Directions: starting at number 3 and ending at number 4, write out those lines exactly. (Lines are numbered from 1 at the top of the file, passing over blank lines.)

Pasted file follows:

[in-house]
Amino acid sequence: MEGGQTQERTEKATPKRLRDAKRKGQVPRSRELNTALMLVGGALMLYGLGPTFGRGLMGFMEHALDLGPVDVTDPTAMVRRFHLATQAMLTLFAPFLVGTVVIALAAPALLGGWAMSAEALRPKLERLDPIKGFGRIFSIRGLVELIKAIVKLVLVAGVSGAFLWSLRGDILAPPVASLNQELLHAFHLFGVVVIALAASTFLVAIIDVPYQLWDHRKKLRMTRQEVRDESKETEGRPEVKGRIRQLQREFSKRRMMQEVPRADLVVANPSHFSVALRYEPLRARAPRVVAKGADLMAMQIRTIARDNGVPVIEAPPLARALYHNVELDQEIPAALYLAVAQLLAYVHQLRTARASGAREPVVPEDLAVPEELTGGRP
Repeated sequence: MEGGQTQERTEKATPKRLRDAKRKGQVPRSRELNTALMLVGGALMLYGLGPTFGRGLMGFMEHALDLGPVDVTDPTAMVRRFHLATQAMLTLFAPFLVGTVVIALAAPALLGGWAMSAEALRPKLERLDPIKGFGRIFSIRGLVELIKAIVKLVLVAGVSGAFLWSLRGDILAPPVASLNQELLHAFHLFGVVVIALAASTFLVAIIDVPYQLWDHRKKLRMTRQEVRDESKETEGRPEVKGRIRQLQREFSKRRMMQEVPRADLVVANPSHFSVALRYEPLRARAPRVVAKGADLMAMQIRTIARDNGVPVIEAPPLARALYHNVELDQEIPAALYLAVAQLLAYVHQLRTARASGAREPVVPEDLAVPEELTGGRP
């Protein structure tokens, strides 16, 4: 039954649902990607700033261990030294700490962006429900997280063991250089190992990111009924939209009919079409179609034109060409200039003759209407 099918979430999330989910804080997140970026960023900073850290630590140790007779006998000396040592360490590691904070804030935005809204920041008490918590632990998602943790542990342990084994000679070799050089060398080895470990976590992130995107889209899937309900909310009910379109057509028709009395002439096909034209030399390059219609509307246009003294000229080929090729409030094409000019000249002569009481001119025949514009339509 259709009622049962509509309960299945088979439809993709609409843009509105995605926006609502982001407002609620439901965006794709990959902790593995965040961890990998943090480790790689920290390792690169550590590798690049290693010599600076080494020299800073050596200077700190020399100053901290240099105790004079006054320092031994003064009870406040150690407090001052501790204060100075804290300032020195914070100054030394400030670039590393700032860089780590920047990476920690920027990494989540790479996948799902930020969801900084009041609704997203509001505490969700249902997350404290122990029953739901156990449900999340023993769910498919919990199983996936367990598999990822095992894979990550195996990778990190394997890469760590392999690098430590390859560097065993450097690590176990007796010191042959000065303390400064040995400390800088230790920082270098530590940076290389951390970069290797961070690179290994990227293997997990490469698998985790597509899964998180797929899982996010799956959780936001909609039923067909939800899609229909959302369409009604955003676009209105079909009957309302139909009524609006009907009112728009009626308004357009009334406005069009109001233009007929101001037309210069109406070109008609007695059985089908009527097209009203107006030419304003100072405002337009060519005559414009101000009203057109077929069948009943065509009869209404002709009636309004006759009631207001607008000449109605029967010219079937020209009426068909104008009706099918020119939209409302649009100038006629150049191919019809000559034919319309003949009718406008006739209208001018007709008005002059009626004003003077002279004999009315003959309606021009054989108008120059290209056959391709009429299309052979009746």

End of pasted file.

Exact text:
Repeated sequence: MEGGQTQERTEKATPKRLRDAKRKGQVPRSRELNTALMLVGGALMLYGLGPTFGRGLMGFMEHALDLGPVDVTDPTAMVRRFHLATQAMLTLFAPFLVGTVVIALAAPALLGGWAMSAEALRPKLERLDPIKGFGRIFSIRGLVELIKAIVKLVLVAGVSGAFLWSLRGDILAPPVASLNQELLHAFHLFGVVVIALAASTFLVAIIDVPYQLWDHRKKLRMTRQEVRDESKETEGRPEVKGRIRQLQREFSKRRMMQEVPRADLVVANPSHFSVALRYEPLRARAPRVVAKGADLMAMQIRTIARDNGVPVIEAPPLARALYHNVELDQEIPAALYLAVAQLLAYVHQLRTARASGAREPVVPEDLAVPEELTGGRP
């Protein structure tokens, strides 16, 4: 039954649902990607700033261990030294700490962006429900997280063991250089190992990111009924939209009919079409179609034109060409200039003759209407 099918979430999330989910804080997140970026960023900073850290630590140790007779006998000396040592360490590691904070804030935005809204920041008490918590632990998602943790542990342990084994000679070799050089060398080895470990976590992130995107889209899937309900909310009910379109057509028709009395002439096909034209030399390059219609509307246009003294000229080929090729409030094409000019000249002569009481001119025949514009339509 259709009622049962509509309960299945088979439809993709609409843009509105995605926006609502982001407002609620439901965006794709990959902790593995965040961890990998943090480790790689920290390792690169550590590798690049290693010599600076080494020299800073050596200077700190020399100053901290240099105790004079006054320092031994003064009870406040150690407090001052501790204060100075804290300032020195914070100054030394400030670039590393700032860089780590920047990476920690920027990494989540790479996948799902930020969801900084009041609704997203509001505490969700249902997350404290122990029953739901156990449900999340023993769910498919919990199983996936367990598999990822095992894979990550195996990778990190394997890469760590392999690098430590390859560097065993450097690590176990007796010191042959000065303390400064040995400390800088230790920082270098530590940076290389951390970069290797961070690179290994990227293997997990490469698998985790597509899964998180797929899982996010799956959780936001909609039923067909939800899609229909959302369409009604955003676009209105079909009957309302139909009524609006009907009112728009009626308004357009009334406005069009109001233009007929101001037309210069109406070109008609007695059985089908009527097209009203107006030419304003100072405002337009060519005559414009101000009203057109077929069948009943065509009869209404002709009636309004006759009631207001607008000449109605029967010219079937020209009426068909104008009706099918020119939209409302649009100038006629150049191919019809000559034919319309003949009718406008006739209208001018007709008005002059009626004003003077002279004999009315003959309606021009054989108008120059290209056959391709009429299309052979009746």